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George Eliot

Geburtstag: 22. November 1819
Todesdatum: 22. Dezember 1880
Andere Namen: Marian Evans

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George Eliot, eigentlich Mary Anne Evans, war eine englische Schriftstellerin, Übersetzerin und Journalistin, die zu den erfolgreichsten Autoren des viktorianischen Zeitalters zählt. Romane wie Middlemarch und Die Mühle am Floss gehören zu den Klassikern der englischen Literatur. 2015 wählten 82 internationale Literaturkritiker und -wissenschaftler den Roman Middlemarch sogar zu dem bedeutendsten britischen Roman.

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Zitate George Eliot

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„Sag ihnen, ich habe starke Schmerzen an der linken Seite.“

—  George Eliot
Letzte Worte, 22. Dezember 1880, zu ihrem Mann John W. Cross; sie meinte die Ärzte Original engl.: "Tell them I have a great pain in the left side."

„A friend is one to whom one may pour out the contents of one's heart, chaff and grain together, knowing that gentle hands will take and sift it, keep what is worth keeping, and with a breath of kindness, blow the rest away.“

—  George Eliot
Misattributed, Context: Oh, the comfort — the inexpressible comfort of feeling safe with a person — having neither to weigh thoughts nor measure words, but pouring them all right out, just as they are, chaff and grain together; certain that a faithful hand will take and sift them, keep what is worth keeping, and then with the breath of kindness blow the rest away. Thiis was published without credit in The Best Loved Poems of the American People (1936) with the title "Friendship", and since that time has sometimes been misattributed http://www.geonius.com/eliot/quotes.html to Eliot; it is actually an adaptation of lines by Dinah Craik, in A Life for a Life (1859):

„What do we live for, if it is not to make life less difficult to each other?“

—  George Eliot, Middlemarch
Middlemarch (1871), Context: What do we live for, if it is not to make life less difficult to each other? I cannot be indifferent to the troubles of a man who advised me in my trouble, and attended me in my illness.

„Blessed is the man who, having nothing to say, abstains from giving us wordy evidence of the fact.“

—  George Eliot, buch Impressions of Theophrastus Such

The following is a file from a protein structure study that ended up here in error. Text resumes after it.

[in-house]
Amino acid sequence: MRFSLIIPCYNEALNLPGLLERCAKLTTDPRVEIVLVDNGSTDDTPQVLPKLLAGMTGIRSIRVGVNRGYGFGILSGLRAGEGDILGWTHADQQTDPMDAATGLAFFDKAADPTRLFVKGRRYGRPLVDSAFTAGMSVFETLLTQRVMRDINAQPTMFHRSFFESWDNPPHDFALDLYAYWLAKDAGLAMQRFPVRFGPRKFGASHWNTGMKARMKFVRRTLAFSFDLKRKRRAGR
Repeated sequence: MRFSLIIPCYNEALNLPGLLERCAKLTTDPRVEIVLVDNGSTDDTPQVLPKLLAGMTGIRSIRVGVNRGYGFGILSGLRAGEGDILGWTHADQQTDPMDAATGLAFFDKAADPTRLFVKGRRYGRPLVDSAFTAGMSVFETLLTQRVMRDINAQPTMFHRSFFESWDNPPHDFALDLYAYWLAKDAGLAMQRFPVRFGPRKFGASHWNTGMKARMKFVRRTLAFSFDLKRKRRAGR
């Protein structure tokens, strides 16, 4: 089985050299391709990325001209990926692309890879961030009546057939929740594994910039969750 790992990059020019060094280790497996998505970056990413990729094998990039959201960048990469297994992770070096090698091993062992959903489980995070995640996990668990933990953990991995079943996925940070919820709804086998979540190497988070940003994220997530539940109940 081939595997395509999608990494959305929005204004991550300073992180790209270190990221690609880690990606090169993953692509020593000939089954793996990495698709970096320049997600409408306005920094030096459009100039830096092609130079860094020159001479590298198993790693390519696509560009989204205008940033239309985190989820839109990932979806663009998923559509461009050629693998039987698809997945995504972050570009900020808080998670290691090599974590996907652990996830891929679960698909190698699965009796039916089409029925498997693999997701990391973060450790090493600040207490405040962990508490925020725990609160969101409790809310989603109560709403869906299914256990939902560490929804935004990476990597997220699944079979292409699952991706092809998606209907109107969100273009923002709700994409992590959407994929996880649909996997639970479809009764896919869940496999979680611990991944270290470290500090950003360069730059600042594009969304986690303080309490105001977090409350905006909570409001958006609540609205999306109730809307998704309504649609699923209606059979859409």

Impressions of Theophrastus Such, Ch, 4 (1879); comparable to. James Russell Lowell 1871: Blessed are they who have nothing to say, and who cannot be persuaded to say it. https://books.google.de/books?id=YRmn-_vXZ58C&pg=PA102&dq=persuaded

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„Here and there is born a Saint Theresa, foundress of nothing, whose loving heart-beats and sobs after an unattained goodness tremble off and are dispersed among hindrances, instead of centring in some long-recognizable deed.“

—  George Eliot, Middlemarch
Middlemarch (1871), Context: Some have felt that these blundering lives are due to the inconvenient indefiniteness with which the Supreme Power has fashioned the natures of women: if there were one level of feminine incompetence as strict as the ability to count three and no more, the social lot of women might be treated with scientific certitude. Meanwhile the indefiniteness remains, and the limits of variation are really much wider than any one would imagine from the sameness of women's coiffure and the favorite love-stories in prose and verse. Here and there a cygnet is reared uneasily among the ducklings in the brown pond, and never finds the living stream in fellowship with its own oary-footed kind. Here and there is born a Saint Theresa, foundress of nothing, whose loving heart-beats and sobs after an unattained goodness tremble off and are dispersed among hindrances, instead of centring in some long-recognizable deed. Prelude

„Each day saw the birth
Of various forms, which, flung upon the earth,
Seemed harmless toys to cheat the exacting hour,
But were as seeds instinct with hidden power.“

—  George Eliot
The Legend of Jubal (1869), Context: Each day he wrought and better than he planned, Shape breeding shape beneath his restless hand. (The soul without still helps the soul within, And its deft magic ends what we begin.) Nay, in his dreams his hammer he would wield And seem to see a myriad types revealed, Then spring with wondering triumphant cry, And, lest the inspiring vision should go by, Would rush to labor with that plastic zeal Which all the passion of our life can steal For force to work with. Each day saw the birth Of various forms, which, flung upon the earth, Seemed harmless toys to cheat the exacting hour, But were as seeds instinct with hidden power. On the work of the metal-smith Tubal-Cain

„Some have felt that these blundering lives are due to the inconvenient indefiniteness with which the Supreme Power has fashioned the natures of women: if there were one level of feminine incompetence as strict as the ability to count three and no more, the social lot of women might be treated with scientific certitude. Meanwhile the indefiniteness remains, and the limits of variation are really much wider than any one would imagine from the sameness of women's coiffure and the favorite love-stories in prose and verse.“